Finally, an hour before serving – preheat the oven to 200C/gas 6/fan 180C. Make four slashes in the lid of the pie, then brush with the egg wash. Bake for 35-45 minutes until the pastry is golden brown, turning the heat down 10-20º after about 20 minutes. Remove the pie from the oven and leave it to rest for around 10 minutes before cutting into it.

These instructions are if you are making one large pie…If I am making individual pies I just cut a strip of pastry to go around the top of the dish fill the dish with the meat mixture and add a pastry top…This cuts the calories…But if you like a large pie and want to cut nice slices then a pie bottom can be added.

Of course, the cooking time will also need to be adjusted…For an individual pie depending on your oven, it takes approx 25 mins.

To celebrate British  Pie Week... Tweet  #britishpieweek

Enjoy!

We can’t forget to mention the Apple Pie…Can We?

https://carolcooks2.com/2017/01/02/apple-pie/

Thank you once again for reading this post I hope you all have a lovely weekend I look forward to your comments and what your favourite pie is… Enjoy your pie  xx

52 thoughts on “British Pie Week…1st-7th March 2021.

  1. Pingback: CarolCooks2 weekly roundup…1st March-6th March 2021…#Recipes, Whimsy, Music and Lifestyle Changes | Retired? No one told me!

      1. CarolCooks2 Post author

        For someone who doesn’t eat a lot of processed food, I make an exception for McDonald Apple Pies…I love them…Here they do Pineapple instead of Apple, Corn, Curry Crab Stick and Carbonara like an eggy deep-fried pie x

        Like

  2. Adele Marie

    Although I am a veggie I love my pies. I make a mean leek and cheese pie or a cheese and onion pie oh and please don’t forget the amazing butter pie. Oh, Carol, you have made me so hungry lol. xxx

    Liked by 1 person

    Reply
  3. Clive

    ‘British Pie Week’ is actually a marketing campaign, created by Jus-Rol, a company that makes…you guessed it…pastry. I don’t need the excuse of an artificial week to eat a pie, anyway – I have a nice pork pie lined up for my tea tonight 😊

    Liked by 1 person

    Reply
      1. CarolCooks2 Post author

        Thais don’t like pastry like we do…they make it because they know we do but it isn’t the same some things you just can’t replicate and a good pie is one of them 🙂

        Liked by 1 person

      2. Clive

        The type of pastry is important too – a pork pie isn’t the same without the crusty, slightly greasy exterior, but I wouldn’t want that on an apple pie!

        Liked by 1 person

      3. CarolCooks2 Post author

        Absolutely, Clive…pork pie has a hot water crust pastry…Apple pie shortcrust or a puff/flaky pastry although I prefer a nice buttery shortcrust…Have a great weekend 🙂 x

        Liked by 1 person

  4. johnrieber

    I love this week! As you may remember, I posted by first ever “meat pie” cooking attempt, and I loved it! Doing more and now I have an excuse! Terrific post and thanks for the recipe as well!

    Liked by 1 person

    Reply
  5. OIKOS™-Editorial

    A steak is always fantastic. 😉 Really, pies are recorded so early? With a topping of potatoes? 😉 This potato topping remembers me on an old recipe from here. In the past, they’d made Apple strudel instead of apples with boiled potatoes. I had eaten this once. Enough was enough. Lol Ok, sorry! Lets say it was not my favorite taste. Thank you for sharing this wonderful information, with a great recipe, Carol! Enjoy your weekend! Michael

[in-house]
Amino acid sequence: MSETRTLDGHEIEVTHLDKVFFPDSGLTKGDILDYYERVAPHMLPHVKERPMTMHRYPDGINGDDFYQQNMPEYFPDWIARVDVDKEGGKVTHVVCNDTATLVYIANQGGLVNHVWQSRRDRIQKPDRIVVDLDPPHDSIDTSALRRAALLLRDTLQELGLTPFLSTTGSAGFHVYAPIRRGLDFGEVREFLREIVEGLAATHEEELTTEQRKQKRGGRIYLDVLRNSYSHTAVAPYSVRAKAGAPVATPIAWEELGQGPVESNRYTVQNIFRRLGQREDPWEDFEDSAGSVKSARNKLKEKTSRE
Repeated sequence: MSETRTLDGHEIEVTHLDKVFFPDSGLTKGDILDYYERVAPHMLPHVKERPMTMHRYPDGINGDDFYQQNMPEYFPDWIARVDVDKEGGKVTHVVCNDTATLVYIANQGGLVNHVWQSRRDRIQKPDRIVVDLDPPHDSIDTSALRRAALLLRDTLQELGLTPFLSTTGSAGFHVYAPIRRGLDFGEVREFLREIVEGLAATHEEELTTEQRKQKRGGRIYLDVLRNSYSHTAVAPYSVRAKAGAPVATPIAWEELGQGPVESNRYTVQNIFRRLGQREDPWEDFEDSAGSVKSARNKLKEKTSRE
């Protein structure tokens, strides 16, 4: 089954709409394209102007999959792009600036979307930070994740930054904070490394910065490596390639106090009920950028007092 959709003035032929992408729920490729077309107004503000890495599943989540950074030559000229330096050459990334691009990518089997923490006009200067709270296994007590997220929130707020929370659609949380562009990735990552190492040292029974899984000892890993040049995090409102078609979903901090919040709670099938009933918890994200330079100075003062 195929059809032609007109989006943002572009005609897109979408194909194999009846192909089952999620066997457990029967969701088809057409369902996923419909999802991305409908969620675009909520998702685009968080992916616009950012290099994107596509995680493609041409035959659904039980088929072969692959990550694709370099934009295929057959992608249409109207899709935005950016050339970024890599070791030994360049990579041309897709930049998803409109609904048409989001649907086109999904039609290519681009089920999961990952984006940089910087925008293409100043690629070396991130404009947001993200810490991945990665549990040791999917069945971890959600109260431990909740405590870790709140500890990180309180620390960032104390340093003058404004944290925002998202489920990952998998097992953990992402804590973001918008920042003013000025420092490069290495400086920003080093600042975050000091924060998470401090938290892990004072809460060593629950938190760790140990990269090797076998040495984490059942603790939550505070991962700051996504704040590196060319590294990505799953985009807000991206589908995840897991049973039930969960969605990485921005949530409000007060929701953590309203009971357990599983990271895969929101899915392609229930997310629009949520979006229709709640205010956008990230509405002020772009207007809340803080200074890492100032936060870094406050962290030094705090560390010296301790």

Liked by 1 person

    Reply
  6. V.M.Sang

    Your steak and kidney pie sounds amazing, Carol. We had a mixed game pie earlier this week, but I didn’t know it was Pie Week! I’m afraid I cheated with the pastry, though. I used bought shortcrust. I did cook the game myself, though. There’s a good game shop near here.

    Liked by 1 person

    Reply
  7. beetleypete

    Sorry, but I have to take issue with you. For me, a pie should ALWAYS have a bottom, and be completely surrounded by pastry. ‘Top-only’ pies just don’t count in my book. 🙂 🙂
    Can you imagine a Pork Pie with just a top? Of course not.
    Luckily, I will be eating pie tomorrow. Julie is making a minced beef and onion pie, one of her specialities. As I do 99% of the cooking, I will be enjoying a day off, and enjoy eating the pie too! 🙂
    Best wishes, Pete. x

    Liked by 3 people

    Reply
      1. beetleypete

        Puff lids are sacrilege! 🙂
        The pubs have a big bowl of filling, and pre-prepared frozen lids. They plonk one on top of the filling, and call it a pie. That should be an offence under the Trades Description Act. 🙂

        Liked by 2 people

    1. CarolCooks2 Post author

      Enjoy your pie, Pete …The jury’s out on a pie and whether it should have a top and a bottom or just a top…my hubby likes pies with a top only when he has a meat pie but it would be sacrilege to suggest otherwise with a pork pie …I do either or depending on who I am feeding…But each to their own…Have a great weekend 🙂 x

      Liked by 1 person

      Reply
    1. CarolCooks2 Post author

      Thank you, Sally for the reblog…I love a nice shortcrust pastry as well I might make some mince pies tomorrow… I still have mincemeat and I am running out of room in the fridges as I have to store quite a lot in them so need to make space or stop pickling and cooking Hugs xx

      Liked by 3 people

      Reply